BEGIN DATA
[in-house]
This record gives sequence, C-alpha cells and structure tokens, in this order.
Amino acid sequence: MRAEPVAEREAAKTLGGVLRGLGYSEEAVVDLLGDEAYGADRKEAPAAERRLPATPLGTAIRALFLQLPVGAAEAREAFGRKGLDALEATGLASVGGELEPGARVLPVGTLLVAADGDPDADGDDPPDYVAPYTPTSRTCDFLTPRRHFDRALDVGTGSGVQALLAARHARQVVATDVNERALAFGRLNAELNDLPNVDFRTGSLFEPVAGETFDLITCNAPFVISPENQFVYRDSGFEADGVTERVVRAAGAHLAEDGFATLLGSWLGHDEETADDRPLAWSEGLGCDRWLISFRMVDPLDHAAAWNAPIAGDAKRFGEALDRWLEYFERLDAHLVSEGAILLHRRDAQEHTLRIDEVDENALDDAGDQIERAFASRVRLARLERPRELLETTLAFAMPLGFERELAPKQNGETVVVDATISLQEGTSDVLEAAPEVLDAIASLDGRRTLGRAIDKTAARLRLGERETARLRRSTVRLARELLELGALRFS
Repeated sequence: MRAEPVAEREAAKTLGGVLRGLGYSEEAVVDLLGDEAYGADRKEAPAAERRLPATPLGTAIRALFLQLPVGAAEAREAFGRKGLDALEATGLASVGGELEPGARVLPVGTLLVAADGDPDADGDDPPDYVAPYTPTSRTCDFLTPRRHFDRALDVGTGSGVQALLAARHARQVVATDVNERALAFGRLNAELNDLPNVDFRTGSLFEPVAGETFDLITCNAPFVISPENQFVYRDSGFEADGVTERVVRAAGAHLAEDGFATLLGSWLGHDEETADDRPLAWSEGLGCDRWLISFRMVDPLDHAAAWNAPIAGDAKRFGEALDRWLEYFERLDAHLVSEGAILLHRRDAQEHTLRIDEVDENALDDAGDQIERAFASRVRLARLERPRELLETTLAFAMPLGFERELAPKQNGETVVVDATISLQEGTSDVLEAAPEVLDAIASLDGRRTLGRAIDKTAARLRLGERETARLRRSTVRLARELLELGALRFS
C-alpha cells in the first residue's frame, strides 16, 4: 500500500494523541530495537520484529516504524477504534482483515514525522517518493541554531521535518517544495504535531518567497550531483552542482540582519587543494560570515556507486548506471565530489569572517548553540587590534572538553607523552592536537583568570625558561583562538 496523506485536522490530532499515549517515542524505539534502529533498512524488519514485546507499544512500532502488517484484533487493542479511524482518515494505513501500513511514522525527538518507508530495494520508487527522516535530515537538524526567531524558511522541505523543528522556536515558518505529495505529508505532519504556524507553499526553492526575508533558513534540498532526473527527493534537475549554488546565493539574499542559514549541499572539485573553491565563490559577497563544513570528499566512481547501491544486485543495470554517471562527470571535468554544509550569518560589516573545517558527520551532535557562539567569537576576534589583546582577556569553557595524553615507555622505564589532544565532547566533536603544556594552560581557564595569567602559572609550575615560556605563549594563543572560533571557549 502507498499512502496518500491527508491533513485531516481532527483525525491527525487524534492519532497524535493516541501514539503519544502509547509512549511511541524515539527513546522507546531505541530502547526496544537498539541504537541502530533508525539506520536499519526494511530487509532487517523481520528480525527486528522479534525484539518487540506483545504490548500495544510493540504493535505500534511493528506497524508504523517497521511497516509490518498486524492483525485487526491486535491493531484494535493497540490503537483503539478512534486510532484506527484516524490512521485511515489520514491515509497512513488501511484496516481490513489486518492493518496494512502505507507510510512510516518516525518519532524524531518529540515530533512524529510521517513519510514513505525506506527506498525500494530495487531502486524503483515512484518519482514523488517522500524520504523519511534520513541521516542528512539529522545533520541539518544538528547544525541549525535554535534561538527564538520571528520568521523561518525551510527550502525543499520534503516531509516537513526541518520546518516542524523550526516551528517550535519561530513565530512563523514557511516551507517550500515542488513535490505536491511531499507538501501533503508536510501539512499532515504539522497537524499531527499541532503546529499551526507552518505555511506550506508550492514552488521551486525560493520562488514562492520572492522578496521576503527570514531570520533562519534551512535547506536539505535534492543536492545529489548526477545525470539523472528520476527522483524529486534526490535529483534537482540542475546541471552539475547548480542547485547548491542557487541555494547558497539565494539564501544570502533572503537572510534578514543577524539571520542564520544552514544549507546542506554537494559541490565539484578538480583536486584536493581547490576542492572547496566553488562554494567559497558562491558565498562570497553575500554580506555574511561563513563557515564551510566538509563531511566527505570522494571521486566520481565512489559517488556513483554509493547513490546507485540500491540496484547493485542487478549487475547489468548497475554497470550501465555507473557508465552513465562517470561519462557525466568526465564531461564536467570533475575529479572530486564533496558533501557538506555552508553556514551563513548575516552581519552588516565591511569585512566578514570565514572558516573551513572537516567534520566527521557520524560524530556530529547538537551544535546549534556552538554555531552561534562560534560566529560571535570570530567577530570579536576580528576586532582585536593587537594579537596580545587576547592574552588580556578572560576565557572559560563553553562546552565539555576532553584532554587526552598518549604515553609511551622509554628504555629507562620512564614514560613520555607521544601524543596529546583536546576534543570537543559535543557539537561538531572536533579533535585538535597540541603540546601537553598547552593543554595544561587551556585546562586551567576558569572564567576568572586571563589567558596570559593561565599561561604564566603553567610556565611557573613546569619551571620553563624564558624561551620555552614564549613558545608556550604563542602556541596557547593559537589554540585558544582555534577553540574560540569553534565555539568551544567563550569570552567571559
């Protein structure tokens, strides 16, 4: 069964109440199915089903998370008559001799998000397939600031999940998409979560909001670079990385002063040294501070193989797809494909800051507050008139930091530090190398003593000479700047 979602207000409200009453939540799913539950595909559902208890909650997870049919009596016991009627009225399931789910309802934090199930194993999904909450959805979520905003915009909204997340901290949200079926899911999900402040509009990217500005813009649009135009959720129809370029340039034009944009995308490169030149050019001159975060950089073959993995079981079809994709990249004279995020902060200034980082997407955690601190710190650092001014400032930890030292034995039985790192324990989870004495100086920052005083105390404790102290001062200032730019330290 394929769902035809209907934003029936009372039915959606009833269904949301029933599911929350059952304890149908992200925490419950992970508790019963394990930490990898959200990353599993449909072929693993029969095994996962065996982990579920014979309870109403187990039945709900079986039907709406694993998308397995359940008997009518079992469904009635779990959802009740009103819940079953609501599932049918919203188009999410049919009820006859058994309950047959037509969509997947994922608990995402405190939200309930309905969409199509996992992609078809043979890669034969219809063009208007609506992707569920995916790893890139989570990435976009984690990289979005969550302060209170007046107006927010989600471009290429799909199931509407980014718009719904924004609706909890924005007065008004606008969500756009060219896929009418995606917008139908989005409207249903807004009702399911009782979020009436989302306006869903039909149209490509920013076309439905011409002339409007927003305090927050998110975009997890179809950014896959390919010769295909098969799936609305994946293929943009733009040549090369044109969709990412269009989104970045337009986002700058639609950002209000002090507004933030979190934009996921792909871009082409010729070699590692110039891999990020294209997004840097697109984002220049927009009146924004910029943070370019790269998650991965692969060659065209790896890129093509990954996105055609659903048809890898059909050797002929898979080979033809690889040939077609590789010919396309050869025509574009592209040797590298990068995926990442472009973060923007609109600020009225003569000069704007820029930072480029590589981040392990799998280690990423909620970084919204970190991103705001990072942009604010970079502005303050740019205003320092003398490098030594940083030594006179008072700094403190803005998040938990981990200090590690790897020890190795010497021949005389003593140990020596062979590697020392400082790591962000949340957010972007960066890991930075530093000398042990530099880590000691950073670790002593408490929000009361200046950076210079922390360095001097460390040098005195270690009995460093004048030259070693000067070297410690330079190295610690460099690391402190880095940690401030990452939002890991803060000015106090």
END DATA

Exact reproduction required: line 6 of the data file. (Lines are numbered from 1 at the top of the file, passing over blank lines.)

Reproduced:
């Protein structure tokens, strides 16, 4: 069964109440199915089903998370008559001799998000397939600031999940998409979560909001670079990385002063040294501070193989797809494909800051507050008139930091530090190398003593000479700047 979602207000409200009453939540799913539950595909559902208890909650997870049919009596016991009627009225399931789910309802934090199930194993999904909450959805979520905003915009909204997340901290949200079926899911999900402040509009990217500005813009649009135009959720129809370029340039034009944009995308490169030149050019001159975060950089073959993995079981079809994709990249004279995020902060200034980082997407955690601190710190650092001014400032930890030292034995039985790192324990989870004495100086920052005083105390404790102290001062200032730019330290 394929769902035809209907934003029936009372039915959606009833269904949301029933599911929350059952304890149908992200925490419950992970508790019963394990930490990898959200990353599993449909072929693993029969095994996962065996982990579920014979309870109403187990039945709900079986039907709406694993998308397995359940008997009518079992469904009635779990959802009740009103819940079953609501599932049918919203188009999410049919009820006859058994309950047959037509969509997947994922608990995402405190939200309930309905969409199509996992992609078809043979890669034969219809063009208007609506992707569920995916790893890139989570990435976009984690990289979005969550302060209170007046107006927010989600471009290429799909199931509407980014718009719904924004609706909890924005007065008004606008969500756009060219896929009418995606917008139908989005409207249903807004009702399911009782979020009436989302306006869903039909149209490509920013076309439905011409002339409007927003305090927050998110975009997890179809950014896959390919010769295909098969799936609305994946293929943009733009040549090369044109969709990412269009989104970045337009986002700058639609950002209000002090507004933030979190934009996921792909871009082409010729070699590692110039891999990020294209997004840097697109984002220049927009009146924004910029943070370019790269998650991965692969060659065209790896890129093509990954996105055609659903048809890898059909050797002929898979080979033809690889040939077609590789010919396309050869025509574009592209040797590298990068995926990442472009973060923007609109600020009225003569000069704007820029930072480029590589981040392990799998280690990423909620970084919204970190991103705001990072942009604010970079502005303050740019205003320092003398490098030594940083030594006179008072700094403190803005998040938990981990200090590690790897020890190795010497021949005389003593140990020596062979590697020392400082790591962000949340957010972007960066890991930075530093000398042990530099880590000691950073670790002593408490929000009361200046950076210079922390360095001097460390040098005195270690009995460093004048030259070693000067070297410690330079190295610690460099690391402190880095940690401030990452939002890991803060000015106090």